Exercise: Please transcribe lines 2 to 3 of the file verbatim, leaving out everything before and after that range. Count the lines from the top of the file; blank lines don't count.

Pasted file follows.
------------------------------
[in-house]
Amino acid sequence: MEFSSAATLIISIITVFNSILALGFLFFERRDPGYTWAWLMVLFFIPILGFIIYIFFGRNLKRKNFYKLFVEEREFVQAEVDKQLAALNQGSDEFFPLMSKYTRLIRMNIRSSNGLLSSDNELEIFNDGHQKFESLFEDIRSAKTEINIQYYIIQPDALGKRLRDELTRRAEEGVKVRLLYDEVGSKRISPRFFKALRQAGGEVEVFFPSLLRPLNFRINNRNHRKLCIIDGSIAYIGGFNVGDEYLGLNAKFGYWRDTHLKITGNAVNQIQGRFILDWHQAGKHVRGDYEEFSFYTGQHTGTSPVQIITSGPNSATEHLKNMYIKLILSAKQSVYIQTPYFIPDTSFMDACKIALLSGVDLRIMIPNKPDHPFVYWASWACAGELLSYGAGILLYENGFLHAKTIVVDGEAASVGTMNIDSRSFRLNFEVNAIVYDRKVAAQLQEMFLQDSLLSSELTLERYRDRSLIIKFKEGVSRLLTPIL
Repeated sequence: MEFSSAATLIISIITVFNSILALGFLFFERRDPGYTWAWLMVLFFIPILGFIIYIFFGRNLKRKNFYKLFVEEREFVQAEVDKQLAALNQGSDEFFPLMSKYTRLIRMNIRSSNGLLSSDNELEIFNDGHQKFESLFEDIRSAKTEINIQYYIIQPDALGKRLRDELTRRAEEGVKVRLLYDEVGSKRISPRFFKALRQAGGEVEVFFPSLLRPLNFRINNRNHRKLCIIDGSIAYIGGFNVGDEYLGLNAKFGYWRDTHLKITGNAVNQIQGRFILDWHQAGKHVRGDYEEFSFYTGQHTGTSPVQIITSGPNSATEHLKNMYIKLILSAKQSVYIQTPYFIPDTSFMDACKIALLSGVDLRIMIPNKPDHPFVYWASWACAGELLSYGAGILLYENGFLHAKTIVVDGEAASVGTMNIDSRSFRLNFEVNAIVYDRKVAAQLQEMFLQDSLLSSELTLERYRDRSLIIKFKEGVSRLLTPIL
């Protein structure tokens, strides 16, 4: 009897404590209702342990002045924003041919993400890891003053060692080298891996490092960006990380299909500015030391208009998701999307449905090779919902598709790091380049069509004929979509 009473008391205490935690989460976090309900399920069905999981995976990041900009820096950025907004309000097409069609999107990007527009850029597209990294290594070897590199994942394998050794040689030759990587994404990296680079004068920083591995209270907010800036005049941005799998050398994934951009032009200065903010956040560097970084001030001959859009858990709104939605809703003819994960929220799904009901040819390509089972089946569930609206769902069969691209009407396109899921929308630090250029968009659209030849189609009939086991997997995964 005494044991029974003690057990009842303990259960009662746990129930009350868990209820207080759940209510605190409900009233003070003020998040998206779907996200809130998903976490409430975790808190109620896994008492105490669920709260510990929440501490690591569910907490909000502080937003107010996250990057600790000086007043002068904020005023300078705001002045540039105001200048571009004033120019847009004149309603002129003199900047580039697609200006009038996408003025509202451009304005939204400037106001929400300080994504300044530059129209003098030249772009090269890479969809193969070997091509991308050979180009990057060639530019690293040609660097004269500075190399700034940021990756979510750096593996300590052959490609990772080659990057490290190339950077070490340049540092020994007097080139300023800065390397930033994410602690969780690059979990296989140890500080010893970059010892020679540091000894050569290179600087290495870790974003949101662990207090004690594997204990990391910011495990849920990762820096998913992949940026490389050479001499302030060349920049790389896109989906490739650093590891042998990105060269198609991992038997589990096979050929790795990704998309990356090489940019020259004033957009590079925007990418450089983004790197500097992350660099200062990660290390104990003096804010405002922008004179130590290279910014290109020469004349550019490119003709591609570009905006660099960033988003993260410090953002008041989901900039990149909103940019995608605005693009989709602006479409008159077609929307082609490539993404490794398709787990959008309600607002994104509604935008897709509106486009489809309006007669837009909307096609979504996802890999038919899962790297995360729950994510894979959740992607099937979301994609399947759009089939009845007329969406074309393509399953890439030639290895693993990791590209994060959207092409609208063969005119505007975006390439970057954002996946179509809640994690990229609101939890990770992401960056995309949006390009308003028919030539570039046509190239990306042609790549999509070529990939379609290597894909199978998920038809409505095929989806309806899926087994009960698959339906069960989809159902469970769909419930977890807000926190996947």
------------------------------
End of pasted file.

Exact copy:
Amino acid sequence: MEFSSAATLIISIITVFNSILALGFLFFERRDPGYTWAWLMVLFFIPILGFIIYIFFGRNLKRKNFYKLFVEEREFVQAEVDKQLAALNQGSDEFFPLMSKYTRLIRMNIRSSNGLLSSDNELEIFNDGHQKFESLFEDIRSAKTEINIQYYIIQPDALGKRLRDELTRRAEEGVKVRLLYDEVGSKRISPRFFKALRQAGGEVEVFFPSLLRPLNFRINNRNHRKLCIIDGSIAYIGGFNVGDEYLGLNAKFGYWRDTHLKITGNAVNQIQGRFILDWHQAGKHVRGDYEEFSFYTGQHTGTSPVQIITSGPNSATEHLKNMYIKLILSAKQSVYIQTPYFIPDTSFMDACKIALLSGVDLRIMIPNKPDHPFVYWASWACAGELLSYGAGILLYENGFLHAKTIVVDGEAASVGTMNIDSRSFRLNFEVNAIVYDRKVAAQLQEMFLQDSLLSSELTLERYRDRSLIIKFKEGVSRLLTPIL
Repeated sequence: MEFSSAATLIISIITVFNSILALGFLFFERRDPGYTWAWLMVLFFIPILGFIIYIFFGRNLKRKNFYKLFVEEREFVQAEVDKQLAALNQGSDEFFPLMSKYTRLIRMNIRSSNGLLSSDNELEIFNDGHQKFESLFEDIRSAKTEINIQYYIIQPDALGKRLRDELTRRAEEGVKVRLLYDEVGSKRISPRFFKALRQAGGEVEVFFPSLLRPLNFRINNRNHRKLCIIDGSIAYIGGFNVGDEYLGLNAKFGYWRDTHLKITGNAVNQIQGRFILDWHQAGKHVRGDYEEFSFYTGQHTGTSPVQIITSGPNSATEHLKNMYIKLILSAKQSVYIQTPYFIPDTSFMDACKIALLSGVDLRIMIPNKPDHPFVYWASWACAGELLSYGAGILLYENGFLHAKTIVVDGEAASVGTMNIDSRSFRLNFEVNAIVYDRKVAAQLQEMFLQDSLLSSELTLERYRDRSLIIKFKEGVSRLLTPIL